Hassel Island, as a part of the Virgin Islands, exemplifies the typical features and variations of an arid subtropical forest ecosystem, ranging from dry to moist in climate. The land is characterized by a dense populations of shrub-like tropical vegetation, cacti and various succulent species. The terrain is rocky. Geographically, this area of the Caribbean region experiences well-defined rainy and dry seasons. The wet seasons are often subject to harsh storms, including hurricanes.
St. Thomas is comprised of volcanic rocks and their sedimentary products that formed over a span of about 80 million years. The rock layers generally trend east to west and are moderately to steeply inclined towards the north. As a consequence of this tilt, the oldest rocks are exposed on the southern portions of St. Thomas. This Cretaceous volcanic rock, uplifted and modified by faults, folds and extensive deformation during tectonic activity has formed the deep natural harbor of St. Thomas. Hassel Island resembles the description of St. Thomas, with a rocky coastline, steep slopes and a few bays. The topsoil is very thin in most locations and has not been reported at a depth of more than 75 centimeters. Except in the area known as Careening Cove, centered on the eastern side of the island, there are few large trees. Most of the island is covered with a dense growth of thorny scrub brush (with local names such as “catch and keep”). Despite this seeming uniformity, a total of 299 species of flora has been catalogued, within 66 families. 20 species have been listed as endangered.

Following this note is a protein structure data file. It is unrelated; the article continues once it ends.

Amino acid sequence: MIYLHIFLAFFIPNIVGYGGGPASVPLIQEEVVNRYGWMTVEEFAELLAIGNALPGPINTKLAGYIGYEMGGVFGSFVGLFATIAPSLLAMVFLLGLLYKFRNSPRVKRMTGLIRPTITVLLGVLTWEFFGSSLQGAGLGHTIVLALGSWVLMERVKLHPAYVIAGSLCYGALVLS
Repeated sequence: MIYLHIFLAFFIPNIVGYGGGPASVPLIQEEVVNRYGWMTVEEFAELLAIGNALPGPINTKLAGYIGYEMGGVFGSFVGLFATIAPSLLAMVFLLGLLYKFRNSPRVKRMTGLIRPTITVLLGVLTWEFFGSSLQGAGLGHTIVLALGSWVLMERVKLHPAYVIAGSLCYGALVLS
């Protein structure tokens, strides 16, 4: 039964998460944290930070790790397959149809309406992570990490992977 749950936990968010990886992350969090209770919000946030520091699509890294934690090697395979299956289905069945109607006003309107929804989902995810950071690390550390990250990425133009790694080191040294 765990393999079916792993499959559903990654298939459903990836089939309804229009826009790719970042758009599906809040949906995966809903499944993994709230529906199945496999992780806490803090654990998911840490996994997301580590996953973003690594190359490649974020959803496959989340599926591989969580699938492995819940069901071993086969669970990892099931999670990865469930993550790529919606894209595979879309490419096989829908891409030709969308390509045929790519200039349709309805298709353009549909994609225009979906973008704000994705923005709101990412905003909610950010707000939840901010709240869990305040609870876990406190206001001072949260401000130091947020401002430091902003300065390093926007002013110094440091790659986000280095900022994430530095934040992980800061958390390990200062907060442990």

Experience the wonders of Caribbean nature as you traverse more than 2 miles of trails, taking in all that this tropical island ecosystem has to offer.
Protected by the National Park Service as a Historic District and Nature Preserve, Hassel Island will be conserved, preserved and documented for the benefit of future generations. Find out more about the ecosystems and environmental concerns of the Virgin Islands at Virgin Islands National Park.